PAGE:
Memory stability is essential for animal survival when environment and behavioral state change over short or long time spans.
The stability of a memory can be expressed by its duration, its perseverance when conditions change as well as its specificity to the learned stimulus. Using optogenetic and pharmacological manipulations, we show that stability of an odor-reward association can be modulated by noradrenergic inputs to the first olfactory network, the olfactory bulb. We show that while manipulations of noradrenaline during an odor-reward acquisition have no acute effects, they impact learning flexibility as well as the duration and the specificity of the memory.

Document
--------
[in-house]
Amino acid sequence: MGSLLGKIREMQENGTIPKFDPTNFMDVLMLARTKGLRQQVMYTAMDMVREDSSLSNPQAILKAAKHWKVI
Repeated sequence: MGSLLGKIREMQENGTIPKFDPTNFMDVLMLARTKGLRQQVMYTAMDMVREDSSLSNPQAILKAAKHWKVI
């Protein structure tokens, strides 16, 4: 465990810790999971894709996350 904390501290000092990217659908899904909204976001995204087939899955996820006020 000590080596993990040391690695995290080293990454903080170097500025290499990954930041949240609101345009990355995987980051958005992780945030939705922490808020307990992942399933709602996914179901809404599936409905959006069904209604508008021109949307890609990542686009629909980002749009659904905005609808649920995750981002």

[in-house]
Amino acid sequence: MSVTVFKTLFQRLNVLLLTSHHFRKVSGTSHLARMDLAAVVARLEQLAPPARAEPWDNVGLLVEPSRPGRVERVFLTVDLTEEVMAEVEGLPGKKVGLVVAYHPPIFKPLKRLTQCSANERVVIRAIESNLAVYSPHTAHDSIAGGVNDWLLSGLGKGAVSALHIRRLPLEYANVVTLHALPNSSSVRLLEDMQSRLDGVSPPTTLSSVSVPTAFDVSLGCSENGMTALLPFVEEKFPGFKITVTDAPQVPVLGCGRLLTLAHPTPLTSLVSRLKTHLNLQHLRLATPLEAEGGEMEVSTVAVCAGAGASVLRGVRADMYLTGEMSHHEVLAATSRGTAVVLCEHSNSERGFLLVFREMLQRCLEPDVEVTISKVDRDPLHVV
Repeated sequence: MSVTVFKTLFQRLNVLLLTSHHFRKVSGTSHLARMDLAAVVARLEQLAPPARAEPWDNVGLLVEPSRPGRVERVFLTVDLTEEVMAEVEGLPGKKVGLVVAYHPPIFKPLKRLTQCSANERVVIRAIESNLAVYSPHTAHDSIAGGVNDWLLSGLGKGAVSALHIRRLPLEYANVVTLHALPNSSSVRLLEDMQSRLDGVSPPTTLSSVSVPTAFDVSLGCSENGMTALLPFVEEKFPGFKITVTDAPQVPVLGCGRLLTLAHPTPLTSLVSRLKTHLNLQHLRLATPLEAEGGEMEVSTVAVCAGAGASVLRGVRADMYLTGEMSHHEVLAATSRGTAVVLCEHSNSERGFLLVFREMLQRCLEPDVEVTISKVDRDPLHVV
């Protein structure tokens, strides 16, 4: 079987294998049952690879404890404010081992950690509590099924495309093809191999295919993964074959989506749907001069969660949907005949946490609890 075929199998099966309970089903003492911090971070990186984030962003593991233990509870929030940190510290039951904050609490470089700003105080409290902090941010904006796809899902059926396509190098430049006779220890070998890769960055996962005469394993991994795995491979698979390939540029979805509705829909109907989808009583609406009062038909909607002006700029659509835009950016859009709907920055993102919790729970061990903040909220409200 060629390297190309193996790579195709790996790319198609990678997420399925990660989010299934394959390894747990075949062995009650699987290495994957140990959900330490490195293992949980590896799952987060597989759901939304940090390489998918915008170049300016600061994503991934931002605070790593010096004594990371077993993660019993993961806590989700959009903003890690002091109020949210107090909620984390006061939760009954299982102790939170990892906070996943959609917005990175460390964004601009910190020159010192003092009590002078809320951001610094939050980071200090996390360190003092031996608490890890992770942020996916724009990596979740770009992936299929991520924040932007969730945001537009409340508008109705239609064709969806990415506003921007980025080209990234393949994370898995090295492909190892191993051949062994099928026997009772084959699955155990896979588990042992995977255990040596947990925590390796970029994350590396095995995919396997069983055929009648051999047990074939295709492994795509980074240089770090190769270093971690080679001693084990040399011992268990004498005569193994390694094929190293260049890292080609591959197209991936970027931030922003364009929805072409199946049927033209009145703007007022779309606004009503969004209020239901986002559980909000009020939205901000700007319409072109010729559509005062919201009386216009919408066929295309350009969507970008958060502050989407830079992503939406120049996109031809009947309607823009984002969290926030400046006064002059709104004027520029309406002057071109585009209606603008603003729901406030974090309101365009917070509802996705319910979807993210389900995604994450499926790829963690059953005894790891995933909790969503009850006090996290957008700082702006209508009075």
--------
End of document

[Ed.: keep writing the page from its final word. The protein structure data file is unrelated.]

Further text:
We use a computational approach to propose a proof of concept model showing that a single, simple network effect of noradrenaline on olfactory bulb dynamics can underlie these seemingly different behavioral effects. Our results show how acute changes in network dynamics can have long term effects that extend beyond the network that was manipulated.
bioRxiv Subject Collection: Neuroscience